Manage tens to billions of objects at scale with S3 Batch Operations
S3 Batch Operations is an Amazon S3 data management feature that lets you manage billions of objects at scale with just a few clicks in the Amazon S3 Management Console or a single API request. With this feature, you can make changes to object metadata and properties, or perform other storage management tasks, such as copying or replicating objects between buckets, replacing object tag sets, modifying access controls, and restoring archived objects from S3 Glacier — instead of taking months to develop custom applications to perform these tasks.
S3 Batch Operations
S3 Batch Operations is a managed solution for performing storage actions like copying and tagging objects at scale, whether for one-time tasks or for recurring, batch workloads. S3 Batch Operations can perform actions across billions of objects and petabytes of data with a single request. To perform work in S3 Batch Operations, you create a job. The job consists of the list of objects, the action to perform, and the set of parameters you specify for that type of operation. You can create and run multiple jobs at a time in S3 Batch Operations or use job priorities as needed to define the precedence of each job and ensures the most critical work happens first. S3 Batch Operations also manages retries, tracks progress, sends completion notifications, generates reports, and delivers events to AWS CloudTrail for all changes made and tasks executed.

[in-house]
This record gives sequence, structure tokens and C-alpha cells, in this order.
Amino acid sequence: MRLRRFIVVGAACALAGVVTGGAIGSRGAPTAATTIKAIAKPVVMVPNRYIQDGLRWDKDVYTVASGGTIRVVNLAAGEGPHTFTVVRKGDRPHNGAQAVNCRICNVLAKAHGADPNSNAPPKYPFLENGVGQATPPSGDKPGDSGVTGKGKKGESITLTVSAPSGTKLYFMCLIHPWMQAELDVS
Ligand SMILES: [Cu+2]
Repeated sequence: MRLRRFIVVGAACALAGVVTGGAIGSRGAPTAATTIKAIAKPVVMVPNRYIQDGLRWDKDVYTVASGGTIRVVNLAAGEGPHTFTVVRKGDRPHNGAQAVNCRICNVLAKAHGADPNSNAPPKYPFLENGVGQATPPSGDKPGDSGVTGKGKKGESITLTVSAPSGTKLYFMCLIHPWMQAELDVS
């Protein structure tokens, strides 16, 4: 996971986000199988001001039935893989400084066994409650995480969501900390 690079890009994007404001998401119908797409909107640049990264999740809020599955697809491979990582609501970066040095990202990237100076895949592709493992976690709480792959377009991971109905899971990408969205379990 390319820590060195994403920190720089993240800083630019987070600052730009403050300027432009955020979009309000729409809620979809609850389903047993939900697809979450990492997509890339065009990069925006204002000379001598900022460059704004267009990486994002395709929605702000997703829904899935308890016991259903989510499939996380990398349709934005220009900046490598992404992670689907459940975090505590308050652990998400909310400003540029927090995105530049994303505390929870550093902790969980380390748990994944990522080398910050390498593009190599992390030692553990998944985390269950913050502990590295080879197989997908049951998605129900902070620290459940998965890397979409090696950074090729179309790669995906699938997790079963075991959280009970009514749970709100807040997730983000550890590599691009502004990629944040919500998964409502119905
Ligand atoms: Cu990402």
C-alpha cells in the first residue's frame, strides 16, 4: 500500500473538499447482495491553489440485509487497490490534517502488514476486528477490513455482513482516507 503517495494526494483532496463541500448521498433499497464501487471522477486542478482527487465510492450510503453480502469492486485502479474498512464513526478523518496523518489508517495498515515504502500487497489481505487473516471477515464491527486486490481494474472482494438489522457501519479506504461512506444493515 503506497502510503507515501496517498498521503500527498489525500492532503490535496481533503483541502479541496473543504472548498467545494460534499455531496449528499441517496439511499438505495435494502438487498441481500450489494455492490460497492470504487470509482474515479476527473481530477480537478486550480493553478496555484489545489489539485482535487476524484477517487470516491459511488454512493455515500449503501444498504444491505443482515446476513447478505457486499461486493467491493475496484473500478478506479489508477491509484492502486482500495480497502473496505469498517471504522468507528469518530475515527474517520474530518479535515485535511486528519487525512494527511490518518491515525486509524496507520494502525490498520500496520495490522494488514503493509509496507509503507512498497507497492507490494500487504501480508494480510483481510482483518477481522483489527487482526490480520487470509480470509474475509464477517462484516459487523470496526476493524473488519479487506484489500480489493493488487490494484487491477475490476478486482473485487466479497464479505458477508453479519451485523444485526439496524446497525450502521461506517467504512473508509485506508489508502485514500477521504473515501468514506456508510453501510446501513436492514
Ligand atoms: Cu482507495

S3 Batch Operations complements any event-driven architecture you may be operating today. For new objects, using S3 events and Lambda functions is great for converting file types, creating thumbnails, performing data scans, and carrying out other operations. For example, customers use S3 events and Lambda functions to create smaller sized, low resolution versions of raw photographs when images are first uploaded to S3. S3 Batch Operations complements these existing event-driven workflows by providing a simple mechanism for performing the same actions across your existing objects as well.
How it works: S3 Batch Operations
To perform work in S3 Batch Operations, you create a job. The job consists of the list of objects, the action to perform, and the set of parameters you specify for that type of operation. You can create and run multiple jobs at a time in S3 Batch Operations or use job priorities as needed to define the precedence of each job and ensures the most critical work happens first. S3 Batch Operations also manages retries, tracks progress, sends completion notifications, generates reports, and delivers events to AWS CloudTrail for all changes made and tasks executed.
S3 Batch Operations tutorial
Teespring was founded in 2011 and enables users to create and sell custom on-demand products online. As every piece of custom merchandise requires multiple assets inside Teespring, they store petabytes of data in Amazon S3.